Orsino, on 19 March 2012 - 12:53 PM, said:
That makes no sense. Despite the predictions, the introduction of the minimum wage did not crash the economy, and it works perfectly well in other European countries too. What is clearly wrong is that some benefits are too high - particularly related to housing. For work to pay, it's benefits that need to be cut, not wages.
It makes perfect sense. All the minimum wage has done has reduce productivity. Without a minimum wage you're rewarded according to productivity with minimum wage the reward for outstanding production is removed hence productivity drops to a consistent low level; what was the film - was it I'm All right Jack?
All you do is remove any expected production excess (as per Pareto) from the capable as there is no incentive for them to produce excess.
Whilst the economy may not have crashed, I would say we're in a long decline.Empirically I would say we have been in recession since about 2003 - we've just been bringing future earnings forward by borrowing. Contrast that with Germany that has reduced wages (per unit) by increasing productivity in excess of wages if not by actually reducing wages (and also by manipulating a number of south European currencies out of direct competition).
OnlyMe, on 19 March 2012 - 01:17 PM, said:
Any company that cannot pay at least £5 a hour given the current cost of living should not be in business. They are either utterly inefficient or basically making a profit out of screwing people.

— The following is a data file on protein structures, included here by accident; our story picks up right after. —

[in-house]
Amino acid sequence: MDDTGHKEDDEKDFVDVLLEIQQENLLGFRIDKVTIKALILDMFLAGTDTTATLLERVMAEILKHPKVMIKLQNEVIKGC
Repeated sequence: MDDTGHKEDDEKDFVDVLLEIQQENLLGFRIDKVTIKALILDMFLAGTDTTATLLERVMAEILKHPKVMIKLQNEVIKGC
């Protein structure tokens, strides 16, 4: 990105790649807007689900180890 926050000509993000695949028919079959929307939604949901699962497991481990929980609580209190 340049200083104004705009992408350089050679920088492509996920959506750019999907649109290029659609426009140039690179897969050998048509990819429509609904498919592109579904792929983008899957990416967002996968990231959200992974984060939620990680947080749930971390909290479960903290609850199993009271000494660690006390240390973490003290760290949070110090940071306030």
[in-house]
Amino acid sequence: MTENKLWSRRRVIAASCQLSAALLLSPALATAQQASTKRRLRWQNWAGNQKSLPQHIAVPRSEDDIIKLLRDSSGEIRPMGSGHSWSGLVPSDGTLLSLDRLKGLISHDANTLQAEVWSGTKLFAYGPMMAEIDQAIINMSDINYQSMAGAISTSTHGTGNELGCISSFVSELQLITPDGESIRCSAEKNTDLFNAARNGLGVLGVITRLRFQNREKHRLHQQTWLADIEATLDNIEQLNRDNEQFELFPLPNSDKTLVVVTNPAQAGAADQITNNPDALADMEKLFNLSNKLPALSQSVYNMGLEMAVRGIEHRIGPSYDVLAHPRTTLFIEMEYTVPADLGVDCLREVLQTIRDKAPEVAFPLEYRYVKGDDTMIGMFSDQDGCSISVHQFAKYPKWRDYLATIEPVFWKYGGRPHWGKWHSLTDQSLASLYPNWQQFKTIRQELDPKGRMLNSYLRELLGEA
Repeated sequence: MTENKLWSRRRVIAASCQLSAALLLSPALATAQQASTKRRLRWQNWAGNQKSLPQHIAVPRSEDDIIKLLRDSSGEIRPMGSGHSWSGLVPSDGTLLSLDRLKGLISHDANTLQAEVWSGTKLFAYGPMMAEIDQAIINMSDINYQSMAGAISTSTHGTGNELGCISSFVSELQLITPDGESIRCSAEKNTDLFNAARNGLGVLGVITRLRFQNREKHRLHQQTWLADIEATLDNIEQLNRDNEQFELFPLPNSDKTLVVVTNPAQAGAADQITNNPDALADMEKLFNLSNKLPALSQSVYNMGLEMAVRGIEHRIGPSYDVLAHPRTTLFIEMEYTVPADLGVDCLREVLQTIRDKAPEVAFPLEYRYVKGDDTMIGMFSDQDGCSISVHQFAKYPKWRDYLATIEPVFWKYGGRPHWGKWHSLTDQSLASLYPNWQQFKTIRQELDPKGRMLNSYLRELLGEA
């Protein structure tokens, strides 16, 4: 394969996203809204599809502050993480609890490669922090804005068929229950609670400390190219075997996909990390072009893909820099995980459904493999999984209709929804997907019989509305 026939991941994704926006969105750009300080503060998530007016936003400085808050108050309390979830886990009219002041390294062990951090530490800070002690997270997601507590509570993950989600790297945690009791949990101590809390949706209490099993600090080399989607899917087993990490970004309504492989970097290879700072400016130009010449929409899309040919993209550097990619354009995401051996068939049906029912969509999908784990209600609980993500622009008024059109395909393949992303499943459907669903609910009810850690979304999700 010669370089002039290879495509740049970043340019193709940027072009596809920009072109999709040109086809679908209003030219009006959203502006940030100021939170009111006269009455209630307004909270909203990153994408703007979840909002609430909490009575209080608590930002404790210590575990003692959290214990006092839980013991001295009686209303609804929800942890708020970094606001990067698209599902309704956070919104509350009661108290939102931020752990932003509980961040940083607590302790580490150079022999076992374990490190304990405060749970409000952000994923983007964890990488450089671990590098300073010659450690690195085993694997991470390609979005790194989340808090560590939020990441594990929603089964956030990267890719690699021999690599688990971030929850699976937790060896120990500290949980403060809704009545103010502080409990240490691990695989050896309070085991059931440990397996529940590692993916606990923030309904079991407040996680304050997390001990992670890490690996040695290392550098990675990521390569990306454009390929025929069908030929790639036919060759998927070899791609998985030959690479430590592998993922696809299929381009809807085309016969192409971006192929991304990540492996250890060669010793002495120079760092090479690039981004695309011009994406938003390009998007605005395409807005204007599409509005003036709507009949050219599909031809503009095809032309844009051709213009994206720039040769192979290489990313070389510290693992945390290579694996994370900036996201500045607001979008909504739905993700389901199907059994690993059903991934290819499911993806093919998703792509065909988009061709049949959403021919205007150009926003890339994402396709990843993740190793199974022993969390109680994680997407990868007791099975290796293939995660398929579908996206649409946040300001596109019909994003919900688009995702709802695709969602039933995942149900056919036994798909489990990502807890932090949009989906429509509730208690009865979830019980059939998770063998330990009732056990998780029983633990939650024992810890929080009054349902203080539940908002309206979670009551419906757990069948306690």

There are plenty of people out there that fail to produce beyond what they cost. There are those that are unproductive at £3 an hour let alone £6+ an hour - ultimately it's why we outsource about 80% of what we do here. I'll let somebody else worry about productivity; I prefer fixed costs. You can legislate a minimum wage but you can't legislate minimum productivity - it's incredibly difficult to get rid of a slacker.
The underlying problem (or for most people the elephant in the room - clearly not those on this site) is the cost of living, the majority of which is likely to be due to housing costs though of course the size and profligacy of the state is both part of the problem via housing subsidies, benefit subsidies and other channels (just noticed today on Guido that parliament has a resident lifestyle coach).
Quite how you unravel it all though is beyond me; I guess piece by piece in the same way that it was unrolled in the first place.